SANTIAGO, Chile – Government officials were pleased to report the positive results of the Fonodrogas Ayuda helpline, the National Service for the Prevention and Rehabilitation of Drug and Alcohol Use (SENDA) service to inform, educate and provide treatment options to drug addicts.
The helpline received 9,354 calls in 2011 after 4,237 in 2010, according to Margarita Humphreys, head of SENDA’s Citizen Contact Division.
“On the one hand, [we have] the impact of the public awareness campaigns, and improvements in managing the program,” Humphreys said. “Another influence was that in October 2010, the service began a 24/7 schedule.”
This service was conceived in 2000, when the National Council on Narcotics Control (CONACE) – a precursor to SENDA – launched an anti-drugs campaign.
Six years later, the Fonodrogas registry was established, with a team offering guidance and information to those seeking help during office hours.
The registry was expanded in 2010, when two telephone numbers were set up to take calls from landlines (188 800 100 800) and mobile phones (800 22 1818) after office hours.
SENDA invests about US$500,000 annually in the program.
All the calls are free, anonymous and confidential, as more than 60% are made by family members or friends of drug users, according to SENDA.
Humphreys said the most frequent callers are women seeking help for their husbands, sons or brothers.
“Generally, the family suffers the most consequences [of drug addiction]. They contact us because a family member is using drugs or they suspect someone is using,” she said.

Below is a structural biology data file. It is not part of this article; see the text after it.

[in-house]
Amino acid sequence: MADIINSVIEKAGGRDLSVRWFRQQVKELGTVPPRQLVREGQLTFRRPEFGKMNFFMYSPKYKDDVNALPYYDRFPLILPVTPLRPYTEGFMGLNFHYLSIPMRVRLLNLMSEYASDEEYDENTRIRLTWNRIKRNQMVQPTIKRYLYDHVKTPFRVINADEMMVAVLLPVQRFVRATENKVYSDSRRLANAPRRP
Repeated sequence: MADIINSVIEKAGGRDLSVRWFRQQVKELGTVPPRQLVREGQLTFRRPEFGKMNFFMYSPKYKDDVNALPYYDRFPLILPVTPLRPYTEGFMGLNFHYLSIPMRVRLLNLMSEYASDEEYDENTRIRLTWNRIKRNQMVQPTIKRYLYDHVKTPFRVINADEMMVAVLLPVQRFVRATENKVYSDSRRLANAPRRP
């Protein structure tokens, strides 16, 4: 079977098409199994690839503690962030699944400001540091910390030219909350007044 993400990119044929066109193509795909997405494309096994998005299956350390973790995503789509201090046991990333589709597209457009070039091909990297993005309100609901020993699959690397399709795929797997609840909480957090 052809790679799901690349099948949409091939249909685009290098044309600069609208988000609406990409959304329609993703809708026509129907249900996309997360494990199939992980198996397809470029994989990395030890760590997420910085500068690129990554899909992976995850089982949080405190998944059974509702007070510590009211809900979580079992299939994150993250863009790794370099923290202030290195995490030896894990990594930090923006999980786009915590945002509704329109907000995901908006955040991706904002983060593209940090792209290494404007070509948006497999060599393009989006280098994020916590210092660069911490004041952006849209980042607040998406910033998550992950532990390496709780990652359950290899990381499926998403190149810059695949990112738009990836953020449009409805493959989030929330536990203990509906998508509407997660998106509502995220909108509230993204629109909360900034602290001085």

On weekends, most of the callers are drug addicts, usually males (78.2%) between the ages of 20 and 35 who are dependent on cocaine paste (39%) or alcohol (28.9%), Humphreys said.
All calls are documented so officials know the summary of the conversation and what advice callers received, including whether they were referred to a specialist or clinic or were asked to call again. The caller’s gender, city of residence and the type of drugs discussed are recorded by counselors, who forward the information to police if they detect the caller could become violent.
“The call ends only when both agree to end it,” Humphreys said.
All the operators at Fonodrogas Ayuda are psychologists, who constantly update their training through SENDA.
María Paz Jiménez is a clinical psychologist who has been answering calls since 2003 and, after eight years, she is still learning.
“There are always new types of drug addictions, which we learn of frequently when those seeking help call us,” she said.
Since the calls are anonymous, there is no way to gauge whether callers are satisfied with the service. But that could change, as officials are looking into hiring an outside consulting agency to find out what callers think of the hotline, said Paz Garcés, head of SENDA’s Territorial Division.
SENDA also is extending its outreach program through its Bibliodrogas service.
Bibliodrogas, located in Santiago’s Documentation Center, is the most complete collection of materials dealing with substance abuse issues in the country. Officials are working to expand Bibliodrogas by establishing a branch in a municipal library or inside one of SENDA’s regional offices in the second semester of 2012, Garcés said.